Writing, Reading and Language
Craig Hancock [+–]
SUNY – Albany
Craig Hancock has taught English at the college level for almost three decades. He is the senior writing faculty for the nationally honored Educational Opportunity Program at the University at Albany, where he has sought to discover approaches to grammar compatible with process (meaning based) approaches to teaching writing. This text was developed and refined over five years in an introductory course in English grammar.
If language is what it is because of what it does, then much can be gained by looking at language within a range of discourse contexts: speech oriented genres (drama and colloquial first person narration), recounts and narratives, newswriting, non-fiction retrospectives, public discourse argument/persuasion, advertisement, poetry, and academic writing.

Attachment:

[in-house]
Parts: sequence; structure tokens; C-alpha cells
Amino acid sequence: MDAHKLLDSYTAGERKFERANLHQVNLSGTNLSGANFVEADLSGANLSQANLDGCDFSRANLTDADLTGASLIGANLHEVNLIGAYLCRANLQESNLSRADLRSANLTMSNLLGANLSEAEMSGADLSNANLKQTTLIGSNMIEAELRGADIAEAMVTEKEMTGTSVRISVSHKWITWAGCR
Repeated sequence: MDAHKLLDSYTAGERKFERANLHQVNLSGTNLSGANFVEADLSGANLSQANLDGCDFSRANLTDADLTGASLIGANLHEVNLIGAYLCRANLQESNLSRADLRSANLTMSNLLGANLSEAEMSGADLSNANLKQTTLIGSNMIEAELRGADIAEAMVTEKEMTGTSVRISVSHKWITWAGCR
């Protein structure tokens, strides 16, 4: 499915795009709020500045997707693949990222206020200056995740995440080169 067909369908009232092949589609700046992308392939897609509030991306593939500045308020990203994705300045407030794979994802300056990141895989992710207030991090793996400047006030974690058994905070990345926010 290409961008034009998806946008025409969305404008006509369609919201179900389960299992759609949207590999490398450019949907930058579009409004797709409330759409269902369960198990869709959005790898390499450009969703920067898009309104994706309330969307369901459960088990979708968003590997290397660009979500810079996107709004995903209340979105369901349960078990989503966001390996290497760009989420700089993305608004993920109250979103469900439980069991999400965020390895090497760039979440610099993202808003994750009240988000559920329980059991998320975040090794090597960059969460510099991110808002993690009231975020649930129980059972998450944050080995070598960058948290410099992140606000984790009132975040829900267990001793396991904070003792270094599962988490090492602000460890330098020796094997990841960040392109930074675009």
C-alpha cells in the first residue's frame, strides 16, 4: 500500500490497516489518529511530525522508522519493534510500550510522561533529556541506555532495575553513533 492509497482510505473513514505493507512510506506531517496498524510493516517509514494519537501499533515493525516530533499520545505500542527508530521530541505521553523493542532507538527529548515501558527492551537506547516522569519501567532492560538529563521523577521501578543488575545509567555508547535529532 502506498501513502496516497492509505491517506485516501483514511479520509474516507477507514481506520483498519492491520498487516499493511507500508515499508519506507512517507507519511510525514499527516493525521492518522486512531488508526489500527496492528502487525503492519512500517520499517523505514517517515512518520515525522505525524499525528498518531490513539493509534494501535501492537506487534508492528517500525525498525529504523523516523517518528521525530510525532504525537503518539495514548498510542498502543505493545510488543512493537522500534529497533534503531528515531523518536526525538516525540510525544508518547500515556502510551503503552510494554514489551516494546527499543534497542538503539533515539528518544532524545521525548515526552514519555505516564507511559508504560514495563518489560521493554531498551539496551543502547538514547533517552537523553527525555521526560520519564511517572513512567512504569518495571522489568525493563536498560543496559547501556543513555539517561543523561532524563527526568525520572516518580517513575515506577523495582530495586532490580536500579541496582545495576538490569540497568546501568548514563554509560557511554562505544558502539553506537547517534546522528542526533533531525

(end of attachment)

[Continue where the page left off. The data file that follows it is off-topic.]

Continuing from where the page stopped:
Though all resources of language are available at all times, some discourse contexts draw on some resources more heavily than others. This volume treats the resulting patterns as functionally driven. It also looks at differing ways in which alternate genres accomplish work like stance and perspective.
One argument thread throughout Writing, Reading and Language is that demystifying the nature of effective text will be of value to language users and literacy professionals alike.
Though both books will be accessible independently, this can be thought of as a companion book to Meaning-Centered Grammar, giving an overview of language in the context of important public use.